By Amal Guerdali and Ronja Pilgaard
March 18 2014
You can’t expect a law to apply in different countries without different outcomes. So says Norwegian professor in criminology and sociology of law at the University of Oslo, May-Len Skilbrei.
“Taking a law from one country, doesn’t mean, it will be a success in another European country. Laws are different in different countries.”
At the moment European countries all over the EU are drawn to the so called Nordic Model, where buying sex is illegal, but selling it is legal, to bring down human trafficking for sexual exploitation.
Sweden has been criminalizing the sex buyer since 1999 with Norway following in 2009.
Very law-abiding people
Skilbrei’s research shows, that a law like the Nordic prostitution model, is more likely to succeed in Norway and Sweden than elsewhere, because people are very law-abiding in these countries. In other countries in Europe, people are not as law-abiding. Their crime rates are higher and the policy context is different from the context in the Nordic countries.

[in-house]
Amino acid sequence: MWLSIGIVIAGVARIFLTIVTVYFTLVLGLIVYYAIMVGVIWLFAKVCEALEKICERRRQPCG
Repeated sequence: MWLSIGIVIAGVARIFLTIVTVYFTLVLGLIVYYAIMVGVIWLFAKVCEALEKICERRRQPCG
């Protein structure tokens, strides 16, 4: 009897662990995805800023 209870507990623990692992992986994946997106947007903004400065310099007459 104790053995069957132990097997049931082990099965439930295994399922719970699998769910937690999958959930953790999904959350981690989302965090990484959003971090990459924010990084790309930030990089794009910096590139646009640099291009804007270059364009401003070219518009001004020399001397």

This however is an assessment that Britta Thomsen, MEP and supporter of the law does not agree with.
“If the prostitution laws do not work in their current form, then why not try something new?” she says.
Britta Thomsen sees one clear advantage with the Nordic model.
“It will at least give the women a legal stance when talking to the police, as they are not the ones, who risk being charged with a crime. Now a prostitute in Sweden calls the police when she is in trouble; she is not the one at fault,” she says.
But according to May-Len Skilbrei you can’t conclude whether or not the law is a success in Sweden.
“There’s no overview of the size of the prostitution market. There are many claims about what outcomes the law has had in Sweden. But we haven’t seen a thorough analysis of what has actually been going on,” says Skilbrei who does not believe, that a total harmonization is an option.